In Philadelphia, old and distinguished places like Independence Mall are cherished along with the new and exciting, like Citizens Bank Park.
The Gallery at Market East is not aged enough to be loved and it's certainly not new, stuck in a suburban time warp when teens roamed malls with Sony Walkmans and pinch-rolled jeans. Today, most people live in fear of the teens who roam The Gallery.
The Gallery is Market East's foundation, though, and it needs a face-lift, not a wrecking ball, to update its dark tiles, incandescent bulbs, dusty plants and bad public image. The outside may need a sledgehammer or two to open up its blank walls to the thousands who pass it by every day.
"It's just a concrete box," said City Councilman Frank DiCicco. "Walking in front of Macy's [across from City Hall], it just feels different. It feels better. That's what the shopping district should be. We are an inner city. We're not suburbia."
The issues of suburban vs. urban, high-end vs. low-end are perceptions that have played into The Gallery's and Market East's troubles, allowing some to simply write it off as another dead American mall. It's not dead, and plans to redevelop The Gallery need to keep its current customers in mind.
On a recent weekday afternoon, The Gallery's lowest floors were filled with mostly black, Hispanic and Asian customers. The food court was hot and poorly-lit, but there wasn't a seat to be found.
Gabriel Gottlieb, a city real-estate agent, said that The Gallery wasn't a major destination for Center City residents from the beginning, and became even less of one after it catered to "poorer or middle-class customers."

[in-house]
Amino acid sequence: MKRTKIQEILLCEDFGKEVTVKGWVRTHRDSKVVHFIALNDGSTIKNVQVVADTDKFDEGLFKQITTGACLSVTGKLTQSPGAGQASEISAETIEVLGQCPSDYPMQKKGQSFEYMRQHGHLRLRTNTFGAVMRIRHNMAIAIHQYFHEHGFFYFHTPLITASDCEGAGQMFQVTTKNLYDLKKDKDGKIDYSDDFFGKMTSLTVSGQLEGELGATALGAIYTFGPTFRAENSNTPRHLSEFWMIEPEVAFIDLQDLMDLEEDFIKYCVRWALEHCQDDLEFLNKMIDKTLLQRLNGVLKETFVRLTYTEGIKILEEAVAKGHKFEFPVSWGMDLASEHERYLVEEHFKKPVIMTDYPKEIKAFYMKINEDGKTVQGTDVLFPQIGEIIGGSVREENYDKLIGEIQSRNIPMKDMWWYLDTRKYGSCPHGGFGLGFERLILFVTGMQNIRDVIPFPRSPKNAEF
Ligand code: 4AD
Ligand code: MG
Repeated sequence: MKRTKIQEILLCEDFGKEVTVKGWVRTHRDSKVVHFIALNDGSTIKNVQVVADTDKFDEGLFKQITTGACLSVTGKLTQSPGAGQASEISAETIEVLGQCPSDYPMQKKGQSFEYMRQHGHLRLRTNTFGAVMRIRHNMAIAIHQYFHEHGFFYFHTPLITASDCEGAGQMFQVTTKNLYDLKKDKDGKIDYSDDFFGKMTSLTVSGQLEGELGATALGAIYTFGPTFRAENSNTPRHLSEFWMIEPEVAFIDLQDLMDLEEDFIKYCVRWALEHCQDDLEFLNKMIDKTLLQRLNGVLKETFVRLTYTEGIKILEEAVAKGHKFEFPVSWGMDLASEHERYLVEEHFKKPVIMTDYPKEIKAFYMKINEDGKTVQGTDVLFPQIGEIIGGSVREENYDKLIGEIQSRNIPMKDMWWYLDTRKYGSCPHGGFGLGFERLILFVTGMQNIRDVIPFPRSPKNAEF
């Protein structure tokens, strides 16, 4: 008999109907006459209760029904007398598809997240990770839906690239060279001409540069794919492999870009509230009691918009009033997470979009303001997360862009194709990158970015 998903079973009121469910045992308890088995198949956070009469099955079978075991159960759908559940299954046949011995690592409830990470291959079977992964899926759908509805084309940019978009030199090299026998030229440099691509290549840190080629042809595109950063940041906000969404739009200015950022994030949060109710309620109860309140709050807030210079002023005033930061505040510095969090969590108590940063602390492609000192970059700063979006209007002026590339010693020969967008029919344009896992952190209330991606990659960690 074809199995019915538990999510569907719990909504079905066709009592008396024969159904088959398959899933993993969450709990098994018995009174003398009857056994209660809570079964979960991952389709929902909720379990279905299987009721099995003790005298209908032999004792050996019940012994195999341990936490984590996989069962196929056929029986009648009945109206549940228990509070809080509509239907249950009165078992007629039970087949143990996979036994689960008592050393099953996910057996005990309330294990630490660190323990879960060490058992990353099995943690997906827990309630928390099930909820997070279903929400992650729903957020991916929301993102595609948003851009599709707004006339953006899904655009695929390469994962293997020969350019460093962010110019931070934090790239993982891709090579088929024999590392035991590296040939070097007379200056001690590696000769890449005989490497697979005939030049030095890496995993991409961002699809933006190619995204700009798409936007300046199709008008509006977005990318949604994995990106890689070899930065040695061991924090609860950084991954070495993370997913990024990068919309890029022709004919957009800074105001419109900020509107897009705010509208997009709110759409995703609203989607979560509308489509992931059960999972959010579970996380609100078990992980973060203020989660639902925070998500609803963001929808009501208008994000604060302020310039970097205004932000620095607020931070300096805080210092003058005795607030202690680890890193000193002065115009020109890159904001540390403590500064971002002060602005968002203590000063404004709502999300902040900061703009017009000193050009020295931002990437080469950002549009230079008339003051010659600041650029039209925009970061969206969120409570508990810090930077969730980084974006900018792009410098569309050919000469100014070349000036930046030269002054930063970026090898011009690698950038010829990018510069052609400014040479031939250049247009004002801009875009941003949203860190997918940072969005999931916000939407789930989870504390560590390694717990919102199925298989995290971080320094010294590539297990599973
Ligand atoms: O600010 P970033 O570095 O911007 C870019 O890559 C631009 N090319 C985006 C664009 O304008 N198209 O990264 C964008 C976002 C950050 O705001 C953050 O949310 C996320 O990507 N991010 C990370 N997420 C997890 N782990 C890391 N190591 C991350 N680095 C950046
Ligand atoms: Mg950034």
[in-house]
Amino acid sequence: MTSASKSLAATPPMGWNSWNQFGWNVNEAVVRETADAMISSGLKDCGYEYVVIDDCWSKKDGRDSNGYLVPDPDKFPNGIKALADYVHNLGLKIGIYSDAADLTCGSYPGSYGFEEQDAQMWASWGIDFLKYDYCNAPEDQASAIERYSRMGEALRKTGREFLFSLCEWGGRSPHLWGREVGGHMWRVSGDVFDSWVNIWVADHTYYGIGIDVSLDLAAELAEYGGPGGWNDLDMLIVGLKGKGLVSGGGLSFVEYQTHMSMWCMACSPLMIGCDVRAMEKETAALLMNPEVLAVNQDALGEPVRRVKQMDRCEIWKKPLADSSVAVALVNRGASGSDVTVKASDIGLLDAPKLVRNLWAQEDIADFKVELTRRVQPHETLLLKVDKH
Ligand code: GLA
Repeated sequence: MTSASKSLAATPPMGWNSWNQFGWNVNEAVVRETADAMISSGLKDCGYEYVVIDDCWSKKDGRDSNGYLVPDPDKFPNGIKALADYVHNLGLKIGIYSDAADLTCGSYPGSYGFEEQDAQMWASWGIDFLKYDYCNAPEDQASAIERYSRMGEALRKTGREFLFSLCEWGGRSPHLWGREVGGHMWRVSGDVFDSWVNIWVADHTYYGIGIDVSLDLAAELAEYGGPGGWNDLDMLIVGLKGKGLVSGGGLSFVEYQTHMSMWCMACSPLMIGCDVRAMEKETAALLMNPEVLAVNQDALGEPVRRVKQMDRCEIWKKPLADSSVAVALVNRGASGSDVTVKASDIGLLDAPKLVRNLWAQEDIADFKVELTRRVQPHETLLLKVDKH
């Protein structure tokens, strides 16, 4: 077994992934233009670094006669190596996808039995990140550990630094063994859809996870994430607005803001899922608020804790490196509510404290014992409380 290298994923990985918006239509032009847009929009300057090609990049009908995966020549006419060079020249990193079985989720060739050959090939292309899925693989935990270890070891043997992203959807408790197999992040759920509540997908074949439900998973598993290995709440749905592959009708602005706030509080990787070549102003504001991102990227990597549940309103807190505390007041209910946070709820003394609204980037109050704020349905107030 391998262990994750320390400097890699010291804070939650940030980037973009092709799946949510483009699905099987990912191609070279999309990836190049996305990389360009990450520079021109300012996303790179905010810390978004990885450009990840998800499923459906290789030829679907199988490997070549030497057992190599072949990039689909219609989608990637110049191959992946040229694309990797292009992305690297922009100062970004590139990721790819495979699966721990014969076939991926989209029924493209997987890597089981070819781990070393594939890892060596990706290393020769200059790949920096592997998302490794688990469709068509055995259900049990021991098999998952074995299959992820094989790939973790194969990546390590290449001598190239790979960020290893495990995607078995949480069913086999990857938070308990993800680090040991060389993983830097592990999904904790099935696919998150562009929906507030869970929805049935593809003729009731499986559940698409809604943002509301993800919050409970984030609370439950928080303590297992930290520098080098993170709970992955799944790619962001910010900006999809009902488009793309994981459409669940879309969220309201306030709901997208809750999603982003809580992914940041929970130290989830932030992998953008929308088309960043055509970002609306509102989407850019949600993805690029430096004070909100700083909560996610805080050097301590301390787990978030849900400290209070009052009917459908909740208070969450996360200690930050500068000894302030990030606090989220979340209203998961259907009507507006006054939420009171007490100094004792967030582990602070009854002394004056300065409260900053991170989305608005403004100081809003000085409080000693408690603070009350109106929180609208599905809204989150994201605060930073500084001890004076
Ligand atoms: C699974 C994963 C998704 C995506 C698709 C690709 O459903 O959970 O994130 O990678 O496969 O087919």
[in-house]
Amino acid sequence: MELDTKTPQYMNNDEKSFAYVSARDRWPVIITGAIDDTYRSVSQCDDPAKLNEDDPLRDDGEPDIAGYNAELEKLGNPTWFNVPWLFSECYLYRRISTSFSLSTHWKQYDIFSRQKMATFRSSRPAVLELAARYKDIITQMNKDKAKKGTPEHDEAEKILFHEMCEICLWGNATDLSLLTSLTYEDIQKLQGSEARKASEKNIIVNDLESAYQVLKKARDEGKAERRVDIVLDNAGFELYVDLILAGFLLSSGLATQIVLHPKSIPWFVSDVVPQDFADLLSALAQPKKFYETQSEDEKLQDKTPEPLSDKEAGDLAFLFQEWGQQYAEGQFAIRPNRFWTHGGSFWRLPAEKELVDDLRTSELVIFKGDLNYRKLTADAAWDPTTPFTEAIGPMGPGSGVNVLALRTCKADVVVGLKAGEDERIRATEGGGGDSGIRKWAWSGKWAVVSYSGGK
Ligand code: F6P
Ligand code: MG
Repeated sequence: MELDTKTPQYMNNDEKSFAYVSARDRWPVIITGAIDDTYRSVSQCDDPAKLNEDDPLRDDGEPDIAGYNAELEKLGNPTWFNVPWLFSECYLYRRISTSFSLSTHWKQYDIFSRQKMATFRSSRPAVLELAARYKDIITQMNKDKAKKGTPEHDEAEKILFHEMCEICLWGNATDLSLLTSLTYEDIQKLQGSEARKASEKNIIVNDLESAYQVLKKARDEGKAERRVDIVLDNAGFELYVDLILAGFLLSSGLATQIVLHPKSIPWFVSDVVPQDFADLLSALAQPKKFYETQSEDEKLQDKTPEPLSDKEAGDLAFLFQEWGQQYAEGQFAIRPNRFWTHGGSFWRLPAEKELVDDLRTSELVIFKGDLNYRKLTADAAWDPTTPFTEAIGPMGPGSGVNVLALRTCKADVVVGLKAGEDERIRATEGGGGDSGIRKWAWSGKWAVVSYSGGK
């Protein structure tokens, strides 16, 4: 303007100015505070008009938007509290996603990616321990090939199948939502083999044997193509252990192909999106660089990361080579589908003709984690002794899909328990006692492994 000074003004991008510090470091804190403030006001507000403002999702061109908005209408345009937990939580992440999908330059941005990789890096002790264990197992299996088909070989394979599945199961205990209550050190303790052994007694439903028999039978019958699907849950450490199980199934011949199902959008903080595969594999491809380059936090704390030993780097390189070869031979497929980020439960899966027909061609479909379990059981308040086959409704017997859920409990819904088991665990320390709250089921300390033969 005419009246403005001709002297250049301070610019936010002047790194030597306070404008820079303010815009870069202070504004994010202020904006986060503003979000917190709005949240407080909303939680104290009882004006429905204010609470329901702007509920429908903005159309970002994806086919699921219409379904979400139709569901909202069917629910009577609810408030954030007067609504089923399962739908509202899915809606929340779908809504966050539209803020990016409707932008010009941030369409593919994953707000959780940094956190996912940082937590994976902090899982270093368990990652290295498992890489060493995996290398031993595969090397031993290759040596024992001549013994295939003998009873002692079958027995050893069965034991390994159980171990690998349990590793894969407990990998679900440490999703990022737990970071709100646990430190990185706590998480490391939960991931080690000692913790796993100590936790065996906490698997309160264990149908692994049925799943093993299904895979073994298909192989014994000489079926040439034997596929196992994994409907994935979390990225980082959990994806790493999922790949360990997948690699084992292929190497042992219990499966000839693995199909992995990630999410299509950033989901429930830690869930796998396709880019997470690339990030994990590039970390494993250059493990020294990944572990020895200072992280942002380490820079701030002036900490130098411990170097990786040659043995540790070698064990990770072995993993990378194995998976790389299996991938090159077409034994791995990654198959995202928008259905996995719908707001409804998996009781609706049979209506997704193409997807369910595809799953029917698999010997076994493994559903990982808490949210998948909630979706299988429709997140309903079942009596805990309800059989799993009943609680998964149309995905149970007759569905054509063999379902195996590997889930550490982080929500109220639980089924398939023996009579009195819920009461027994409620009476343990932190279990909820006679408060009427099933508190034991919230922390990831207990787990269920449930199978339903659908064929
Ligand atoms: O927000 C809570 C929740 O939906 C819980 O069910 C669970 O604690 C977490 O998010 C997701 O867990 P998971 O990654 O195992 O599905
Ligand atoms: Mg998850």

"It's either not fancy enough for them or not trendy enough for them," he said. "They want something different than the suburbs."
The Gallery is basically no different from a suburban mall, like Cherry Hill; it just happens to be dropped into an alien environment of busy city streets. Pennsylvania Real Estate Investment Trust owns both malls, but although Cherry Hill Mall underwent a recent $200 million overhaul, The Gallery has seen only minor changes over the decades and has never adapted to the city.
The architectural firm hired by PREIT to draw up redevelopment plans thinks that the space needs unique tenants, like bowling alleys and movie theaters on its upper floors, and, more important, more entrances on the street, where those blank walls are. In a way, The Gallery needs to turn inside out, a concept the city adopted in its strategic plan for Market East.
"We're going to get rid of the idea of a mall," said Stanton Eckstut, of EE & K Architects.
A PREIT spokeswoman said that the company isn't ready to announce redevelopment plans, although The Pavilion at Market East is listed as a "development" project on PREIT's website.
Paul Levy, of the Center City District, said that PREIT is working with the city on complications related to the site, including ownership, along with potential new tenants whose agreements could boost revenue. The city owns the land beneath The Gallery.
In the food court, Norman Ransome, 75, of West Philadelphia, didn't really feel that the place needed any redevelopment at all.